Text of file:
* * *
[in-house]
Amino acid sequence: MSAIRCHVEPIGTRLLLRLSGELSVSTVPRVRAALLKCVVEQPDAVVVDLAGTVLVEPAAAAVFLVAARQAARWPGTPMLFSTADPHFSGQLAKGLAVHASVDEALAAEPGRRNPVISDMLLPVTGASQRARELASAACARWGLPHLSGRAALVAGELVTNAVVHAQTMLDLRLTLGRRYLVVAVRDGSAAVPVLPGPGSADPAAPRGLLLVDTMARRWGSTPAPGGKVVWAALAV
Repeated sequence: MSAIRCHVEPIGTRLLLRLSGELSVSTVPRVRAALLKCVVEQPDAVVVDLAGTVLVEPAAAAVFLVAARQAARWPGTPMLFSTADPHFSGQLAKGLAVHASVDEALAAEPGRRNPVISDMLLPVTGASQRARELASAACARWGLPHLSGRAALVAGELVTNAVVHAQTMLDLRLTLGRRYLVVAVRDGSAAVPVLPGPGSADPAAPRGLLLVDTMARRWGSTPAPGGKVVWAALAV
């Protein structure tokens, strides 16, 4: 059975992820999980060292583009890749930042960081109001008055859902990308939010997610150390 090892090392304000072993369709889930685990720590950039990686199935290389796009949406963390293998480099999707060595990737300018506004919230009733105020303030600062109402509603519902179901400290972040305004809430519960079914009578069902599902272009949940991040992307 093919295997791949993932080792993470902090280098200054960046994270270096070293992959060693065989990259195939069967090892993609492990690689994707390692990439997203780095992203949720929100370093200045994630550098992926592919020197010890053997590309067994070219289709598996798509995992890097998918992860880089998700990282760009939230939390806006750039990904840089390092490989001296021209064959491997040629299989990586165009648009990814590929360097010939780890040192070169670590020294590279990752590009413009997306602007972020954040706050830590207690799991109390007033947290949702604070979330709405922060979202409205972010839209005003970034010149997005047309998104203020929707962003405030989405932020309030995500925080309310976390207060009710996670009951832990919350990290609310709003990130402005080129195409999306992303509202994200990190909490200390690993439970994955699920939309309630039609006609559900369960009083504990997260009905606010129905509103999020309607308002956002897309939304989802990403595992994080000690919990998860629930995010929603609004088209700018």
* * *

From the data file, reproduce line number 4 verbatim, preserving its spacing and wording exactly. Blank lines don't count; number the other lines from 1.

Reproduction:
């Protein structure tokens, strides 16, 4: 059975992820999980060292583009890749930042960081109001008055859902990308939010997610150390 090892090392304000072993369709889930685990720590950039990686199935290389796009949406963390293998480099999707060595990737300018506004919230009733105020303030600062109402509603519902179901400290972040305004809430519960079914009578069902599902272009949940991040992307 093919295997791949993932080792993470902090280098200054960046994270270096070293992959060693065989990259195939069967090892993609492990690689994707390692990439997203780095992203949720929100370093200045994630550098992926592919020197010890053997590309067994070219289709598996798509995992890097998918992860880089998700990282760009939230939390806006750039990904840089390092490989001296021209064959491997040629299989990586165009648009990814590929360097010939780890040192070169670590020294590279990752590009413009997306602007972020954040706050830590207690799991109390007033947290949702604070979330709405922060979202409205972010839209005003970034010149997005047309998104203020929707962003405030989405932020309030995500925080309310976390207060009710996670009951832990919350990290609310709003990130402005080129195409999306992303509202994200990190909490200390690993439970994955699920939309309630039609006609559900369960009083504990997260009905606010129905509103999020309607308002956002897309939304989802990403595992994080000690919990998860629930995010929603609004088209700018």